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. Last Updated: 07/27/2016

The Scent of a [Russian] Woman

Frozen winters, Dr. Zhivago, the last tsar and a woman with high cheekbones, wide-set almond eyes, naked under a fur coat...


These were the images that filled professional perfume creator Martin Gras' head when he was given the task five years ago of capturing the essence of the Russian woman in a bottle of perfume.


The result: Maroussia and Authentic Maroussia, two scents that went on sale Tuesday bearing the names of cosmetics giant L'OREAL and top Russian fashion designer Slava Zaitsev.


Packaged in green and red flasks with caps vaguely resembling Russia's onion-domed churches, and priced at up to 75,000 rubles ($13) a flask, L'OREAL publicists hailed Maroussia as a perfume for the well-heeled as opposed to still available Soviet-era scents such as Krasnaya Moskva, Red Moscow.


"In creating the scent, I thought of the contrasts of Russia," said the slim, gray-haired Gras, a professional nose who came to Moscow for Friday's presentation. "East and West; boldness and romanticism; borshch and caviar; man and tsar; communism and capitalism."


Given the make-up of the Russian woman's character -- complex and difficult to grasp, changing even now as the country changes -- Gras explained that only two Maroussia scents were capable of painting a full olfactory picture.


The name, Maroussia, is both an elegant version of the name Maria or Masha and a not-so-subtle play on the name of the country. To advertise the scent a genuine homegrown Masha -- with a splash of Claudia Schiffer in her baby face, full lips, high cheekbones and blond tresses -- was introduced Friday as the "Maroussia Girl." And next month Masha Vitayeva, crowned in white fur, is set to hit Russia's fat, glossy fashion magazines, running through plush spring fields and spraying herself in a state of apparent ecstasy.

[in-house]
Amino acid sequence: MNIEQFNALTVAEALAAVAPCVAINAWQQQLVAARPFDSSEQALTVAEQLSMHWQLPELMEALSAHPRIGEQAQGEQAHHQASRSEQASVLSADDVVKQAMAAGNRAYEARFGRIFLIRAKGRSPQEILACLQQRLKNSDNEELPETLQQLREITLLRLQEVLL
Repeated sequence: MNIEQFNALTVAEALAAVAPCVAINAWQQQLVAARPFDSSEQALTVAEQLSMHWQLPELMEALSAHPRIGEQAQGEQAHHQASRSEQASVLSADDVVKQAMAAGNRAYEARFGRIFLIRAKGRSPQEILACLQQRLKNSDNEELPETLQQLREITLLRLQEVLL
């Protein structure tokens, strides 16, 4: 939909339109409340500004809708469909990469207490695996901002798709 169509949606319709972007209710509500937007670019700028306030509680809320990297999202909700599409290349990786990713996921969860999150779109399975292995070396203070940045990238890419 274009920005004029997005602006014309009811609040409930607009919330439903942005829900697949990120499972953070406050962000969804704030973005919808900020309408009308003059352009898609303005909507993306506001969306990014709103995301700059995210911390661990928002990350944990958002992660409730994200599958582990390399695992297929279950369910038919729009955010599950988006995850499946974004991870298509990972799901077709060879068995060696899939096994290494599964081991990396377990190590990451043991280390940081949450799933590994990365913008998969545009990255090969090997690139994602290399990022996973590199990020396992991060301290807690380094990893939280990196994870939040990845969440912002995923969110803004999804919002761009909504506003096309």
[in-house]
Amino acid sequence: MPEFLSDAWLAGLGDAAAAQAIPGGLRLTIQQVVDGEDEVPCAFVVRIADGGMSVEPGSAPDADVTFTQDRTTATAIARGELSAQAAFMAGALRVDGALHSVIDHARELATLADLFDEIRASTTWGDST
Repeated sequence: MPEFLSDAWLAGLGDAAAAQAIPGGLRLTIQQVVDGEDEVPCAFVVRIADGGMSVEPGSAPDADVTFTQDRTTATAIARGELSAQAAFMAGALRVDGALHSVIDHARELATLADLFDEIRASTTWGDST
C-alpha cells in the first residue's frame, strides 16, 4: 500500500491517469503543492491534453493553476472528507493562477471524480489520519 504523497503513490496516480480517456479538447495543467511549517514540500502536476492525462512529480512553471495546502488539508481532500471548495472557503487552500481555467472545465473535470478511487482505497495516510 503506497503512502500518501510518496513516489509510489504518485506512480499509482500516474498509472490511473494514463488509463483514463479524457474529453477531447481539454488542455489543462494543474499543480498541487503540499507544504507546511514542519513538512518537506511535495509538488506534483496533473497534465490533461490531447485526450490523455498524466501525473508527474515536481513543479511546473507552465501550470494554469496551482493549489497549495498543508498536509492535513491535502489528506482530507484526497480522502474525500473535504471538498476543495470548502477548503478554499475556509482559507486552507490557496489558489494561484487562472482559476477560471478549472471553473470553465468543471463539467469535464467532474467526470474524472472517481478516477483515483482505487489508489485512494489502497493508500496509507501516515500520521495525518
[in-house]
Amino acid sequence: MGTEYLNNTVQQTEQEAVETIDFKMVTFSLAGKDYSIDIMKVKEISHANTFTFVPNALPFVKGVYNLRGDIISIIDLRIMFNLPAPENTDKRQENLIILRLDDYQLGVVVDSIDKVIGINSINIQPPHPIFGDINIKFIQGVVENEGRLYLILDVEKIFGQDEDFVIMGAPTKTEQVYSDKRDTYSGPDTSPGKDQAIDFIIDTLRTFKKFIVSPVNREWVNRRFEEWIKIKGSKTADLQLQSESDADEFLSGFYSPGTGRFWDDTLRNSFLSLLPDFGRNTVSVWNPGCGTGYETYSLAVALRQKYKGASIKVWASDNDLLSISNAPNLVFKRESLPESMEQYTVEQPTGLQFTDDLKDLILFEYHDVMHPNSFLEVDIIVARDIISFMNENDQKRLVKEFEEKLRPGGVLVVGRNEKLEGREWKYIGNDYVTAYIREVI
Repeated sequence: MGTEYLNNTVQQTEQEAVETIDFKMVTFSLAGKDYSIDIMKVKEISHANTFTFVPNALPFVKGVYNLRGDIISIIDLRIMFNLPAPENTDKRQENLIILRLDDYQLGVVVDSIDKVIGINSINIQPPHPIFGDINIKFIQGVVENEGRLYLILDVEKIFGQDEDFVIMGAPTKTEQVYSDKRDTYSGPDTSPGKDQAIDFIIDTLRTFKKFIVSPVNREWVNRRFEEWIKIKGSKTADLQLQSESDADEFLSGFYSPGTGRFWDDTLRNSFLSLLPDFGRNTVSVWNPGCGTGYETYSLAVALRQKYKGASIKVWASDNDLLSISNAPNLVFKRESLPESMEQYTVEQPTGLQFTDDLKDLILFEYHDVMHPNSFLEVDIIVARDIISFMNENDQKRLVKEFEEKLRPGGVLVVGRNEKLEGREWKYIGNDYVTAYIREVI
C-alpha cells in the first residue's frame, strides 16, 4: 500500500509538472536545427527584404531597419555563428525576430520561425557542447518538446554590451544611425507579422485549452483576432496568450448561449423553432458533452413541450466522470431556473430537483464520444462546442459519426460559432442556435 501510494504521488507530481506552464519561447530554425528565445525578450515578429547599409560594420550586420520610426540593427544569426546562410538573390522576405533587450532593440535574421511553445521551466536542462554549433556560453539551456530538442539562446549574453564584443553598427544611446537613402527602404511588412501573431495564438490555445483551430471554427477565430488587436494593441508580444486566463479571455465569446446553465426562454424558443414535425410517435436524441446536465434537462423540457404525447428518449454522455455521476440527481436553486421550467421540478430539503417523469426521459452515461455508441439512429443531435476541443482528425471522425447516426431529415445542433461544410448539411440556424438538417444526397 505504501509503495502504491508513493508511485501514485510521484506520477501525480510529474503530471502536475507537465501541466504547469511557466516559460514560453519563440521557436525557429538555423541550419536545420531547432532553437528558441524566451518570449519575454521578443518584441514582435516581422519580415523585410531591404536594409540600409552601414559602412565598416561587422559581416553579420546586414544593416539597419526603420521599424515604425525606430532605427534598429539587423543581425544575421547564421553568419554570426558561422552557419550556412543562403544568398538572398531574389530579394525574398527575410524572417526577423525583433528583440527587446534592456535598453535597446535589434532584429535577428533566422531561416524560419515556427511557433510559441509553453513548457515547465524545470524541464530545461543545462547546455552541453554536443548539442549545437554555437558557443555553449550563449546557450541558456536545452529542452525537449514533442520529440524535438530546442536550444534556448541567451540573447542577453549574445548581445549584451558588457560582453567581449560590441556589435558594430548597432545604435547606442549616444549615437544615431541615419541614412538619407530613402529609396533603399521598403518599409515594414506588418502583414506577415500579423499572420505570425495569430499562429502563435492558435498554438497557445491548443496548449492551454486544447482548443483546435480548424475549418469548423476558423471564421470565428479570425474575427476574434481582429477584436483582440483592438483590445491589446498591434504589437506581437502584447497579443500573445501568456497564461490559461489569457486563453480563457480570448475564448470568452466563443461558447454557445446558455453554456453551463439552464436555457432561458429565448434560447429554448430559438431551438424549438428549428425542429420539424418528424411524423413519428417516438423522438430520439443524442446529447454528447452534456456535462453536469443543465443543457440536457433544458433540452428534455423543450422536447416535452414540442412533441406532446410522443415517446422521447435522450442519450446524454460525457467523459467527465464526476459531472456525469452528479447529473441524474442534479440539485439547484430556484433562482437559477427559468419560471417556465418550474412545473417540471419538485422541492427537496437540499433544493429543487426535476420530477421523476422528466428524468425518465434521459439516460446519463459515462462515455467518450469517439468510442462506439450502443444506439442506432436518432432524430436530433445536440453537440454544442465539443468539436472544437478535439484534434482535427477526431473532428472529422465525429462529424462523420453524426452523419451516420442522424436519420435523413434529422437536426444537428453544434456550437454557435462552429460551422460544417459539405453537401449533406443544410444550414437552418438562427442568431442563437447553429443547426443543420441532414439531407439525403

"I think this is wonderful, just what Russia needs -- a scent that is truly our own, and Russian models to show that," said photographer and former model, Masha Zatselyapina, after Friday night's debut.


The idea that it takes a unique bouquet to describe the Russian woman may not be far-fetched, said Anna Olegovna, director and founder of the Moscow cosmetic company "Sanna," which sells French cosmetics to professional cosmetologists.


"We have a different climate, different winters and springs, different weather and nature. We are used to different foods and different natural smells," said Olegovna at Friday's presentation. But Russian women's understanding of cosmetics is still evolving from as recently as five years ago, when people were making homemade creams and scents from household items like oil, eggs and oatmeal.


"Quality isn't really important to them. More than anything they just want complete transformation," Olegovna added.


Whether or not the Maroussias will transform the average Russian woman into an embodiment of Russian passion and freshness remains to be seen. The perfume was created for sale in the West, and more than 4 million flasks and spray cans have been sold in France since 1992. But it is only now, L'OREAL officials explained, that Russia is politically, culturally and economically prepared for Maroussia.


The two perfumes are meant to complement each other. The red-bottled Maroussia, heavy with smells of musk, amber and sandalwood, is meant to be the more mature of the two. Authentic Maroussia contains lily, coriander, amber and cedar and is intended to represent cold, the moon, the night and youth.


"That is very far from the moon or from cold," said Natalya Kazantseva, 36, a clerk at a Moscow food store speaking about Authentic Maroussia. "That perfume is hot, sweet, and way too strong."


Kazantseva said she likes lighter scents, a preference shared by her 17-year-old co-worker, Galina Govrushena, who according to L'OREAL and Zaitsev's calculations should have been enraptured by the green bottle and felt completely free, fresh, unleashed and understood in all her Russianness from the first sniff.


"I don't have any idea what women in the West like," Govrushena said, "but this perfume is not for me."


But as Zaitsev explained Friday night: "These scents, of course, are the imaginings by a Frenchman of who a Russian woman is."